The second plenary session covered important issues related to neuroscience and humanities. Professor Michael Kopelman, Emeritus Professor of Neuropsychiatry, King’s College London considered how brain and culture can influence both neurological and psychogenic forms of amnesia. Dr Ken Barrett, retired Consultant Neuropsychiatrist then gave an inspiring talk on the changing views on the adaptability of the brain. Dr Barrett considered how in the last 30 years the mainstream view of the brain has shifted from the hard-wired, immutable, inflexible and functionally localised position to something more dynamic, adaptable and functionally complex.
Professor Andrea Cavanna of Birmingham University gave a neuro-philosophy perspective on consciousness in neuroscience and culture. The increasing appreciation of neuroscientists of the conscious experiences and also the increasing interest of philosophers in neuro-scientific data to refine theoretical positions were highlighted.
The afternoon session included a number of clinical and medico-legal seminars. Seminars covered Management challenges in functional neurological disorders, facilitated by Dr Niruj Agrawal, talking to the Court of Protection about the brain, that was jointly delivered by Dr Janet Grace and Mr Joe O’Brien. A seminar on sleep classification was led by Dr Irshaad Ebrahim.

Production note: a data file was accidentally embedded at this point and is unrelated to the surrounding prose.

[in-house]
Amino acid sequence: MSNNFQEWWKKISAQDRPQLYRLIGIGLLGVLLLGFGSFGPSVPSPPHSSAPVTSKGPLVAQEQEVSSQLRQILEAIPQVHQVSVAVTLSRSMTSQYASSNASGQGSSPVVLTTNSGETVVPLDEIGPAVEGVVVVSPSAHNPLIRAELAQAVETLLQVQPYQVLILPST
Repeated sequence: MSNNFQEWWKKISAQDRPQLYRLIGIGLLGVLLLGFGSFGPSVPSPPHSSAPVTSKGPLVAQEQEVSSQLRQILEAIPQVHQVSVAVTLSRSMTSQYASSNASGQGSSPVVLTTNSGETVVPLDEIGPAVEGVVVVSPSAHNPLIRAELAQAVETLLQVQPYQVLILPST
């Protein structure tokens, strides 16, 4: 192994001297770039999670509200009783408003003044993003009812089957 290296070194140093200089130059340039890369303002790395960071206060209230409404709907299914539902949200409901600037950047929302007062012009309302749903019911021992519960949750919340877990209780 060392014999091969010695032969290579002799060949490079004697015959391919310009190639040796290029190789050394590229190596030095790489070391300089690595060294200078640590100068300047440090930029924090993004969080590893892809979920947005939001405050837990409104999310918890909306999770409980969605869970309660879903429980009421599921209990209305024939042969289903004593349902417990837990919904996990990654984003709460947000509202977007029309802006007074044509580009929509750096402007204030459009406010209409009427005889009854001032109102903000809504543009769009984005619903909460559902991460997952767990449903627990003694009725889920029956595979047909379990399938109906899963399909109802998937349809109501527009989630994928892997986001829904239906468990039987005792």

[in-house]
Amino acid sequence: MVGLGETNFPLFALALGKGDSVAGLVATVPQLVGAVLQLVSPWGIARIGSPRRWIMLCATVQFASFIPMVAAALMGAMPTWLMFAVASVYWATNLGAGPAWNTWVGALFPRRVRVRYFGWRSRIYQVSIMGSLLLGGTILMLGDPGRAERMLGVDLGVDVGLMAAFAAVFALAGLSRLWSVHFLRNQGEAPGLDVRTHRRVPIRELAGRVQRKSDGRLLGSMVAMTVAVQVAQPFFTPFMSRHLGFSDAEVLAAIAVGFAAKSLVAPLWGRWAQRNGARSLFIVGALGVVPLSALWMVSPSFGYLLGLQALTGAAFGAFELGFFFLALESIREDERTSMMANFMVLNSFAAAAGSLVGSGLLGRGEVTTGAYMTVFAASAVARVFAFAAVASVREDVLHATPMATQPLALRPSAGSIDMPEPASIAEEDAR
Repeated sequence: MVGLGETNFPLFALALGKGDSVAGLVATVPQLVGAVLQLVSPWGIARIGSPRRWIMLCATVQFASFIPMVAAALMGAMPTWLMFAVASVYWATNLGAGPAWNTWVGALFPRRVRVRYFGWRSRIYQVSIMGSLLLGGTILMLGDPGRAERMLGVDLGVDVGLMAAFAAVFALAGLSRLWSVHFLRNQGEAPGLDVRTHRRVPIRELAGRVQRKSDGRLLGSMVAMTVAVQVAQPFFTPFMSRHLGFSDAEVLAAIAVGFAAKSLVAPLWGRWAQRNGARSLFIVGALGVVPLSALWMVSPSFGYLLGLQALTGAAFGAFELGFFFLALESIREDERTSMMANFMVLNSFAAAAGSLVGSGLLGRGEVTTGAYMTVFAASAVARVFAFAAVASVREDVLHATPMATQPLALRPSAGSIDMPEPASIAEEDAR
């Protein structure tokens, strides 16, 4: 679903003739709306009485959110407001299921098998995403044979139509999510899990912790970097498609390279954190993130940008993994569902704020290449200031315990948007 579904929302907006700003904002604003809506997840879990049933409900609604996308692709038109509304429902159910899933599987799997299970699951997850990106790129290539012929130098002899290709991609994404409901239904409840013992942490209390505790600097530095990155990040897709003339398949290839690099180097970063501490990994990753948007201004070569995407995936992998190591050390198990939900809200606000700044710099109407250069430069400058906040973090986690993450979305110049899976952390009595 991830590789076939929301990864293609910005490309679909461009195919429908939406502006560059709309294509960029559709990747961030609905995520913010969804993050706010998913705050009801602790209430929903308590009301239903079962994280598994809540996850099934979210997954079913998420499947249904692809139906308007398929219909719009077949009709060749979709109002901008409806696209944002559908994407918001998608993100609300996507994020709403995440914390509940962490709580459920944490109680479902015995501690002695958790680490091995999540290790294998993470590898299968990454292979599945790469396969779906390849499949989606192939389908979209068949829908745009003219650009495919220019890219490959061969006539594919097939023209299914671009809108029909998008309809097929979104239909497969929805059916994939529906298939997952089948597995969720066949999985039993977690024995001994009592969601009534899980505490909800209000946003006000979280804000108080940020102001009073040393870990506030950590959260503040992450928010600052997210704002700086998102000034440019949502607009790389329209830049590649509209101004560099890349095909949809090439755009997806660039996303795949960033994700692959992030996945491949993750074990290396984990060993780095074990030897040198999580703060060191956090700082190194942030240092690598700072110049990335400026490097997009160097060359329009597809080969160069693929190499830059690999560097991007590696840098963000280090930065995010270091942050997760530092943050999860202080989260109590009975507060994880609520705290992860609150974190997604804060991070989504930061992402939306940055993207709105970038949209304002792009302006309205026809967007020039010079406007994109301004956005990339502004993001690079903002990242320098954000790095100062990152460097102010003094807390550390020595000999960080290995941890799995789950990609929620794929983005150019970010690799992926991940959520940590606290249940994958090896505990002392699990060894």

Following on from the seminar sessions, Professor Alasdair Coles (Professor of Neuroimmunology at the University of Cambridge) talked about behaviour and neuro-immunology. Professor Coles addressed the relationship between the brain and immune system and how they interact at multiple levels. The potential impact of this on therapeutic strategies was also highlighted. The role of anti-neuronal membrane antibodies in psychosis was discussed.
Professor Josef Priller, Professor and Chair of the Department of Neuropsychiatry at Charité, Germany presented advances in Huntington’s disease research and how this can be translated into practice. Recent developments in the treatment of Huntington’s disease were presented, with particular focus on the neuropsychiatric symptoms. Dr Valerie Voon of the University of Cambridge then talked about new advances in understanding and managing neuropsychiatric symptoms of Parkinson’s disease. Recent studies were focused on dopaminergic, serotonergic and noradrenergic systems and interventional studies relevant to psychosis, apathy, impassivity and impulse control disorders.